Coronavirus and the Dutch housing market: what has changed?

Unless you have been living under a rock, you’ve noticed that the sad impact of the coronavirus pandemic hits home on all aspects of life. It’s bound to have a significant effect on the housing market in the Netherlands too, and then there’s the personal question if now is still the right time to buy a house in the Netherlands.

If social isolation (or live under the aforementioned rock) has taught us anything, it is that a good home is the second most important thing in life. Number one, of course, is to #WashYourHands.

I had a long and interesting chat with Henk Jansen, the founder of our friends at Expat Mortgages, on the good, the bad and the ugly of buying a house in the Netherlands in this day and coronavirus age.

The chat was, of course, a digital meeting, with a lot of ‘Can you hear me Henk!?’ and cats intervening. But it was a good one too since from the comfort of our homes we could reflect on some meaningful points in life, the housing situation and how coronavirus paints a different picture for everybody considering buying a house in the Netherlands.

We teamed up with Expat Mortgages to bring you this article. Many of our readers had questions about this important choice in their lives so it made sense to touch upon a few of the aspects that come into play when you’re deciding if you want to buy a house in the Netherlands. If you have anything to add or have questions, you’re welcome in the comments or contact Expat Mortgages directly.

Coronavirus and buying a house: things have changed, but not everything

Q: There’s no denying it, these are turbulent times and whether you should be buying a house now is different for everybody. What’s your perspective?

This has all been a shock and has had an impact on everybody. But buying a house shouldn’t be a spur of the moment thing, so that kind of changes our perspective. And perhaps for the housing market in the Netherlands, it isn’t the worst thing since it was pretty much overheating and could have used a cool-down period anyway. Perhaps there can be an end to all that overbidding and such. But of course, it’s mostly a personal question.”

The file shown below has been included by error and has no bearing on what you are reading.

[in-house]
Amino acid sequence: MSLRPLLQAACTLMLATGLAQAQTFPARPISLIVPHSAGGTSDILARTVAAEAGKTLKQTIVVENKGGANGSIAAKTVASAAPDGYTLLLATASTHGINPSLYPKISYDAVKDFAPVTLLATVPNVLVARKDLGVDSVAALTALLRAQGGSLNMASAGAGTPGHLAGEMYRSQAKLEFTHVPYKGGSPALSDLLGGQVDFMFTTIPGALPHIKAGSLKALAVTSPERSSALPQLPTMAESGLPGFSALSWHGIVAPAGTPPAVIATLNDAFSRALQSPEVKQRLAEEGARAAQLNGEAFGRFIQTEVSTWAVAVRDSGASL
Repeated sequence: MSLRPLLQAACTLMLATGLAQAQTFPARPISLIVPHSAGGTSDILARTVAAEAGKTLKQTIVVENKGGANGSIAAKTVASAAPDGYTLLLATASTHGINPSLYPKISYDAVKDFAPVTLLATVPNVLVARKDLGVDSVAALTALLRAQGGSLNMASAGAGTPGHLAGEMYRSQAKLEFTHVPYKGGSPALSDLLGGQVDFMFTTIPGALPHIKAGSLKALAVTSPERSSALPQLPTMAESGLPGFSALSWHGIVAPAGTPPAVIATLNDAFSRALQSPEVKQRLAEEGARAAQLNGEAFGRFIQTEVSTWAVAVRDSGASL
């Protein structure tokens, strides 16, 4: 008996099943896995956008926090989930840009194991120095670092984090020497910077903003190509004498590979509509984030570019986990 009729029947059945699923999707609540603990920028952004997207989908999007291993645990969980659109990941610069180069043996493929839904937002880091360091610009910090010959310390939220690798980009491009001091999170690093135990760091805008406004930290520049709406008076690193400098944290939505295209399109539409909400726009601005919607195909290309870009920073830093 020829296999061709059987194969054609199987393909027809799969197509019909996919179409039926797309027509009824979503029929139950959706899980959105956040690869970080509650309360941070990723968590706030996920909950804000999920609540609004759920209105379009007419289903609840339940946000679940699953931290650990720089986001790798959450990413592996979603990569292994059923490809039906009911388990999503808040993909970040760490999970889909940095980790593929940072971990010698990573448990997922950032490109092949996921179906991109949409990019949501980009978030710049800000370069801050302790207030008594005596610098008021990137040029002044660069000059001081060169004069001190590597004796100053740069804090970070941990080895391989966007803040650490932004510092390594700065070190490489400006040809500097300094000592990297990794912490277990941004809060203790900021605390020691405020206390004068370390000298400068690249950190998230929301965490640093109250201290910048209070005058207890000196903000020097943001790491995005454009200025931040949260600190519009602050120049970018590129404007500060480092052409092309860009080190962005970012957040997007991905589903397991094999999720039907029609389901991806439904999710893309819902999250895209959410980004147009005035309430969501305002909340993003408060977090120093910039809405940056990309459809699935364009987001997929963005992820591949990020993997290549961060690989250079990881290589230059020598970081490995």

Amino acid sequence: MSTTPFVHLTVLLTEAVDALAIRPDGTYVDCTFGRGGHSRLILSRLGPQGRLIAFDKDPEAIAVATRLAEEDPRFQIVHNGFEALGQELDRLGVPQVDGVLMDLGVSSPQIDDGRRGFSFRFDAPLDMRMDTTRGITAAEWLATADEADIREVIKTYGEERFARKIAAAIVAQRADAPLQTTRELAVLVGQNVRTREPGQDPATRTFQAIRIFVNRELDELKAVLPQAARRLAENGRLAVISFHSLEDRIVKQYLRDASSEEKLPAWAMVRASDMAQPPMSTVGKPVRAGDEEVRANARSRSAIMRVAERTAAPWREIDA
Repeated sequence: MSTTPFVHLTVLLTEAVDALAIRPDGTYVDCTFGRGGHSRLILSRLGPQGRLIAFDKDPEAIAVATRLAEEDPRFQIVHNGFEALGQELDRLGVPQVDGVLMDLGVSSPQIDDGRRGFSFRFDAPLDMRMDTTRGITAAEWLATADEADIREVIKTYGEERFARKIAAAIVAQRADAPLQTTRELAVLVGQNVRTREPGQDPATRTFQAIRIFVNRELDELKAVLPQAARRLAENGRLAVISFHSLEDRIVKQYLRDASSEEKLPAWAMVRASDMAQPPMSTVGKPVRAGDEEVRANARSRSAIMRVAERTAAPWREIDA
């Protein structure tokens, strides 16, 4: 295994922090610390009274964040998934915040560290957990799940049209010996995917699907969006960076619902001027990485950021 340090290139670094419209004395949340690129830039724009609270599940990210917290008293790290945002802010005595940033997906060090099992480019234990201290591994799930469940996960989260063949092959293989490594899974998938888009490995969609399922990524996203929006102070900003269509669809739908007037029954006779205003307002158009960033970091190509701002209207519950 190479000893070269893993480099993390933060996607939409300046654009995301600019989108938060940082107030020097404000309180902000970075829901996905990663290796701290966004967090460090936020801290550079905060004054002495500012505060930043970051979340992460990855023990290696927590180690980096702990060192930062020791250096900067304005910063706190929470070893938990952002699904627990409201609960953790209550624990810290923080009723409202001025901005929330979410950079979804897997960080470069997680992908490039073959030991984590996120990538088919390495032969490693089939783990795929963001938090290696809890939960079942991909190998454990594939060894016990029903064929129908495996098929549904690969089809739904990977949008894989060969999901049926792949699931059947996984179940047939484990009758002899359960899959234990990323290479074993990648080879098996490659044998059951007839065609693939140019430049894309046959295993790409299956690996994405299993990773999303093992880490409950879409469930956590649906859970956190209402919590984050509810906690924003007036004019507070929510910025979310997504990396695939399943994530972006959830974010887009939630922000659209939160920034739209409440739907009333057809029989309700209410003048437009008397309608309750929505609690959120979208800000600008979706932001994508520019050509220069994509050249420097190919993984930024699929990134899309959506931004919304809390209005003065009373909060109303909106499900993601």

Your personal situation and buying a house

Q: What are the biggest personal issues for your clients right now then? Besides coronavirus, what questions do they have?

“First of all, besides coronavirus and the way the Netherlands is handling it, it’s important to remember that, in general, this is a pretty stable and prosperous country. If you have an indefinite contract and you’re not into the event or travel industry you can count on having a job in the foreseeable future.”

“Many internationals might not be sure about staying here now, but sadly, things aren’t that much better in most other countries as well. And I’m a positive man — although things might look pretty bleak at the moment, new opportunities and perspectives will be there on the horizon as well.”

After coronavirus, a different perspective

Q: Tell me more about the positive stuff you see in the future (because we really need to hear about some of that now!)

“You can already see right now that this digital meet-up is just as good a regular one, but less time-consuming as there is no travel involved. People everywhere are noticing that those meetings really could have been just emails and that’s here to stay.”